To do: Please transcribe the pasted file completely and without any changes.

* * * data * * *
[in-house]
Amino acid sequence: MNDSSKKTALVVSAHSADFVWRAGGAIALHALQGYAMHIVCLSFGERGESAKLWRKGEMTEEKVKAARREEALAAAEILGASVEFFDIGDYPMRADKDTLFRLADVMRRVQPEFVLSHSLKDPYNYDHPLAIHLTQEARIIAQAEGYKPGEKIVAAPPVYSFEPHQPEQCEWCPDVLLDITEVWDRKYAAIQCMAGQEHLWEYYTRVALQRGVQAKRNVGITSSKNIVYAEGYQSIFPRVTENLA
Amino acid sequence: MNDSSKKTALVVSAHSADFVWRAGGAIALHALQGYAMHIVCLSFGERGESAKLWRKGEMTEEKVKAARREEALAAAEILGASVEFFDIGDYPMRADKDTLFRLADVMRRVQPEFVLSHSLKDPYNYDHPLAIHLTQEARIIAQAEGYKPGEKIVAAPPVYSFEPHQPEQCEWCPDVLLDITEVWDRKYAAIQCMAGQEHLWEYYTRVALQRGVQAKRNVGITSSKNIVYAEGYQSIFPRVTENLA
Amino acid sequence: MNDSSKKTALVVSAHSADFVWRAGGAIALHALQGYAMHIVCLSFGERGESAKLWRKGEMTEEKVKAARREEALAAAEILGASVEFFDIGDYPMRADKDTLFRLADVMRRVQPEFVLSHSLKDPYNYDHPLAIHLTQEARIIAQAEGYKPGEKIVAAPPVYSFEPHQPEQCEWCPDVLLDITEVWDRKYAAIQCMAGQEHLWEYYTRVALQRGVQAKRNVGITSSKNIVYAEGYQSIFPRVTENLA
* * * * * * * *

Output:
[in-house]
Amino acid sequence: MNDSSKKTALVVSAHSADFVWRAGGAIALHALQGYAMHIVCLSFGERGESAKLWRKGEMTEEKVKAARREEALAAAEILGASVEFFDIGDYPMRADKDTLFRLADVMRRVQPEFVLSHSLKDPYNYDHPLAIHLTQEARIIAQAEGYKPGEKIVAAPPVYSFEPHQPEQCEWCPDVLLDITEVWDRKYAAIQCMAGQEHLWEYYTRVALQRGVQAKRNVGITSSKNIVYAEGYQSIFPRVTENLA
Amino acid sequence: MNDSSKKTALVVSAHSADFVWRAGGAIALHALQGYAMHIVCLSFGERGESAKLWRKGEMTEEKVKAARREEALAAAEILGASVEFFDIGDYPMRADKDTLFRLADVMRRVQPEFVLSHSLKDPYNYDHPLAIHLTQEARIIAQAEGYKPGEKIVAAPPVYSFEPHQPEQCEWCPDVLLDITEVWDRKYAAIQCMAGQEHLWEYYTRVALQRGVQAKRNVGITSSKNIVYAEGYQSIFPRVTENLA
Amino acid sequence: MNDSSKKTALVVSAHSADFVWRAGGAIALHALQGYAMHIVCLSFGERGESAKLWRKGEMTEEKVKAARREEALAAAEILGASVEFFDIGDYPMRADKDTLFRLADVMRRVQPEFVLSHSLKDPYNYDHPLAIHLTQEARIIAQAEGYKPGEKIVAAPPVYSFEPHQPEQCEWCPDVLLDITEVWDRKYAAIQCMAGQEHLWEYYTRVALQRGVQAKRNVGITSSKNIVYAEGYQSIFPRVTENLA